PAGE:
Timeouts don't work with teens. And sending them to their rooms? They wish. Some parents say to me, "Just wait 'til they can drive! Then you can take away the keys." Thanks, but for now, I'm just okey dokey that my kids can't drive. You should be, as well.

Sure. Confiscating the phone works on occasion. Or the laptop. But other times, you need something more attention-getting. More powerful. More, um, unexpected.

Something like the spray bottle.

C'mon. You know I'm not kidding, right?

The spray bottle works. Sure, it can't be 100% on major issues like drinking and driving, or academic failings. But burping at the table? Spritz. Teasing your sibling? Squirt away. Bad manners? Shouldn't take more than a couple of pulls of the trigger.

It works with Josie-the-rescue-dog. It works with the Lionel-the-pugilistic-cat. It works with the teenagers. The spray bottle just works.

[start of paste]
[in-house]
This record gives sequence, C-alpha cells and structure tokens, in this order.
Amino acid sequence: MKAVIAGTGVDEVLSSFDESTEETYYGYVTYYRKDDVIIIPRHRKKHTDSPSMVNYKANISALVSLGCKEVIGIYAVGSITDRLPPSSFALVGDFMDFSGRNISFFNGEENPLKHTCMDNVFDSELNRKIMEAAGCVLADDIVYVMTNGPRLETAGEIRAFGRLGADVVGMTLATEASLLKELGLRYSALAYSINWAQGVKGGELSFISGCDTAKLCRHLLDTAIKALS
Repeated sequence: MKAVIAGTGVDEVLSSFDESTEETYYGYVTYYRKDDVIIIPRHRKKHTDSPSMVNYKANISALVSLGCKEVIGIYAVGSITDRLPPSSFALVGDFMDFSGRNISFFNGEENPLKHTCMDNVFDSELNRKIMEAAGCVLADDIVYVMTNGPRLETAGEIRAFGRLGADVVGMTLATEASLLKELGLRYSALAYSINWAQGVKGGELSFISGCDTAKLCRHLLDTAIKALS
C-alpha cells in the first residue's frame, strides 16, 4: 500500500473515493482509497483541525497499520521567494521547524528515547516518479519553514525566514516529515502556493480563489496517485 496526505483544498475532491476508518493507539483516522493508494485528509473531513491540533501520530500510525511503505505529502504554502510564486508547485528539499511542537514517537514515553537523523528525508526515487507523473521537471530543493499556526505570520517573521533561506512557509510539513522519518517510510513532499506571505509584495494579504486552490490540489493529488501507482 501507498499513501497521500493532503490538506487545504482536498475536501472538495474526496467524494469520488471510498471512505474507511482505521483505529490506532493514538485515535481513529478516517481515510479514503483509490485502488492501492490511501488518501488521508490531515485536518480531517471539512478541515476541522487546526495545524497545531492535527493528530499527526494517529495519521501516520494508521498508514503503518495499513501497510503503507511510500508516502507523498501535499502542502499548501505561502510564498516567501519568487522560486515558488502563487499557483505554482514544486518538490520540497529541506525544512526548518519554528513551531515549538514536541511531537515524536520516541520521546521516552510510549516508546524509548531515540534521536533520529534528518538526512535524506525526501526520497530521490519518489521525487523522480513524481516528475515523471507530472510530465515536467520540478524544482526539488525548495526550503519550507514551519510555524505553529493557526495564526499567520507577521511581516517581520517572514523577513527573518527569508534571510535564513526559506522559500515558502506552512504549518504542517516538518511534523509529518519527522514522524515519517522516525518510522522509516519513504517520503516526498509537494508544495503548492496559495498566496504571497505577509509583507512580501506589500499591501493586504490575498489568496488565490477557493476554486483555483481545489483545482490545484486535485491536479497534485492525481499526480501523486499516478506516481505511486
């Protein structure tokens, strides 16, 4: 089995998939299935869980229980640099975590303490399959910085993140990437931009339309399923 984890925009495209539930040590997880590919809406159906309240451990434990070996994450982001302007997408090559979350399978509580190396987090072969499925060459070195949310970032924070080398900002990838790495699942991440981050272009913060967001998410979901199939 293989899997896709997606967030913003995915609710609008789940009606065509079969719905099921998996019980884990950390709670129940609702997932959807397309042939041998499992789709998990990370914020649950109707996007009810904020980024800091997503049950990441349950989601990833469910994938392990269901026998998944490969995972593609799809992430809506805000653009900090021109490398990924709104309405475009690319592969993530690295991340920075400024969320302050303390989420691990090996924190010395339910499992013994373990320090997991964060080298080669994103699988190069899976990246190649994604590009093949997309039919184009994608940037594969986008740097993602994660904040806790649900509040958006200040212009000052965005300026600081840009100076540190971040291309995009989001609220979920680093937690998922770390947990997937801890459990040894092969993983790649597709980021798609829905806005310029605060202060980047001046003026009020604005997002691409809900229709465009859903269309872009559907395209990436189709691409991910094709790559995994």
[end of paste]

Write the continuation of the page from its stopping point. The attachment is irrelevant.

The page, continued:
Note that, even though it would surely improve my accuracy, I chose not to use a water gun. That would be wrong. But a bottle -- with plain old water in it. C'mon.

In truth, I think I'm starting a trend. Before you know it, you'll watch a teaser spot on The Today Show, extolling the virtues and unexpected effectiveness of a single, affordable parenting technique -- to be revealed in the 9 o'clock hour. And at 9-O-5, there will be me. With my spray bottle.

Until then, though, in the absence of a spray bottle, I'll flex my culinary muscles to get my way.

This Creamy Broccoli Soup -- which is easy to make, hugely satisfying, very green, and has nary a meatball or shred of ham does the trick.  I can't get enough of it.  The kids clearly can.  But it'll have to do.  Until, of course, I find my spray bottle under somebody's bed.

Creamy Broccoli Soup with Garlic Croutons